Schrodinger equation

• logearav
logearav
ψ and its derivatives occur only linearly in the Schrodinger equation, that is, second or higher powers of these quantities do not appear in the equation.
Schrodinger equation for a free particle is
i$\hbar$∂ψ(x,t)/∂t = (-$\hbar$2/2m)(∂2ψ(x,t)/∂x2)
Here (∂2ψ(x,t)/∂x2) is second power of ψ. Then how can we justify the statement "second or higher powers of ψ do not appear"?

Gold Member
That's the second derivative. The statement "linear" means no terms like (dψ/dx)^2 or ψ^2 appear.

Gold Member
To follow that up, the key issue with the equation being linear is that if two wave functions are possible solutions (like two plane waves in your example), then any linear superposition of them is also a solution. This gives us the concept of "wave packets", and is important in a lot of quantum mechanics.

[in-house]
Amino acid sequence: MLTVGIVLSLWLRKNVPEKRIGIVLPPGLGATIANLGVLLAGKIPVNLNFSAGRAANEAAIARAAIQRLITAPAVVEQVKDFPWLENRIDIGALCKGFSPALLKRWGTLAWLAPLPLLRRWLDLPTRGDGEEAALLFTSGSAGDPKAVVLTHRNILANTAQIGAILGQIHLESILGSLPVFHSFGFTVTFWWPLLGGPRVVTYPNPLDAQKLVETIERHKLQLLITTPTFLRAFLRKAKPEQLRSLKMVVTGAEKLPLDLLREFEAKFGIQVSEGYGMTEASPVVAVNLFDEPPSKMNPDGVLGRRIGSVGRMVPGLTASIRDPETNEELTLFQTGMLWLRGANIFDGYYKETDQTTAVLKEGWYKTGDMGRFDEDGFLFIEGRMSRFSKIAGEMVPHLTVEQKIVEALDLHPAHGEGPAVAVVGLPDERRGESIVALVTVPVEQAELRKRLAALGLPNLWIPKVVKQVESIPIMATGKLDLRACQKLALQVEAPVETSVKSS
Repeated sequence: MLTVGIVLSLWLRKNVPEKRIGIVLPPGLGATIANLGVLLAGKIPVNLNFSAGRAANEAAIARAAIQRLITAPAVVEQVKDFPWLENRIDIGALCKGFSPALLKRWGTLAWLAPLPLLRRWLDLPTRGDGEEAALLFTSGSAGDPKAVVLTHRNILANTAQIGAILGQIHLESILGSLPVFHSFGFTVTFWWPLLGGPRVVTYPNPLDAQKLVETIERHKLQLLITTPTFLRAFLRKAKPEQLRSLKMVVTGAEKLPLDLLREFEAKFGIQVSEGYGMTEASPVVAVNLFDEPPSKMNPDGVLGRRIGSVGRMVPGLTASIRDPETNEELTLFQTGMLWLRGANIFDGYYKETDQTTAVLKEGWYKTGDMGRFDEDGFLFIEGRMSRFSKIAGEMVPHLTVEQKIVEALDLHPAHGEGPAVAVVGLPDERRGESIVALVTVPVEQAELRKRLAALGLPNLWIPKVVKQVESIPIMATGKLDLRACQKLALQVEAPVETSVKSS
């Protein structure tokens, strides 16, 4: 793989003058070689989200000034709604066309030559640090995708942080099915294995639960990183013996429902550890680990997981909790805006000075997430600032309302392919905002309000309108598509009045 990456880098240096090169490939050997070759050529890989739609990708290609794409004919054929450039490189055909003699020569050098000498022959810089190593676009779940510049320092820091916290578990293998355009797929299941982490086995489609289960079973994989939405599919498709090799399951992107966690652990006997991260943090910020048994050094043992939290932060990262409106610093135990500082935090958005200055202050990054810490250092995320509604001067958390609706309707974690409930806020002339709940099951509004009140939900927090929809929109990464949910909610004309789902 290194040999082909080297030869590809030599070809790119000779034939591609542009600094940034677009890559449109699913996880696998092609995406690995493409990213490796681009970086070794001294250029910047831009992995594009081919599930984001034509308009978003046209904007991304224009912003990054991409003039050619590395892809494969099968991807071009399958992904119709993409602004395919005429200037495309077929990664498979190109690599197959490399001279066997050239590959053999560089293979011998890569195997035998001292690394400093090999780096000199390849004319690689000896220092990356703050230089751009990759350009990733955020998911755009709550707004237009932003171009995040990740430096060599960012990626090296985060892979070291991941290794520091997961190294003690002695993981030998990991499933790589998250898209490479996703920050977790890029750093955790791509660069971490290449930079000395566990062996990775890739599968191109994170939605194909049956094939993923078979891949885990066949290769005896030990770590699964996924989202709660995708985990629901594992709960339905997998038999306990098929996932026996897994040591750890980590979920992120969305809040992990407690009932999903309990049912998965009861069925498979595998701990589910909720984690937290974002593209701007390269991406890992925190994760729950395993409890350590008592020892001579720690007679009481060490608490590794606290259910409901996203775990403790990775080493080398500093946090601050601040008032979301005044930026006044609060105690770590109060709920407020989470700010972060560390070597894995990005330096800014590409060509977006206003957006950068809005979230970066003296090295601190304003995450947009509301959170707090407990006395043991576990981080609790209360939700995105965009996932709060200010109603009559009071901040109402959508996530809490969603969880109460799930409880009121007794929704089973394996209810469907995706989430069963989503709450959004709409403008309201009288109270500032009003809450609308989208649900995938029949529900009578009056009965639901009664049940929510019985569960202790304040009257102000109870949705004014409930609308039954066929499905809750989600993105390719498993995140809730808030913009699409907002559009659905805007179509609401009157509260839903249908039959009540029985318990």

logearav
Thanks for your replies Matterwave and Ken G

juanrga
ψ and its derivatives occur only linearly in the Schrodinger equation, that is, second or higher powers of these quantities do not appear in the equation.
Schrodinger equation for a free particle is
i$\hbar$∂ψ(x,t)/∂t = (-$\hbar$2/2m)(∂2ψ(x,t)/∂x2)
Here (∂2ψ(x,t)/∂x2) is second power of ψ. Then how can we justify the statement "second or higher powers of ψ do not appear"?

The Schrödinger equation is a differential linear equation in ψ.

For a free particle it is

i$\hbar$∂/∂t ψ = K ψ

Since it is linear this means that if ψ1 and ψ2 are solutions, then any linear combination ψT = c1ψ1 + c2ψ2 is a solution as well.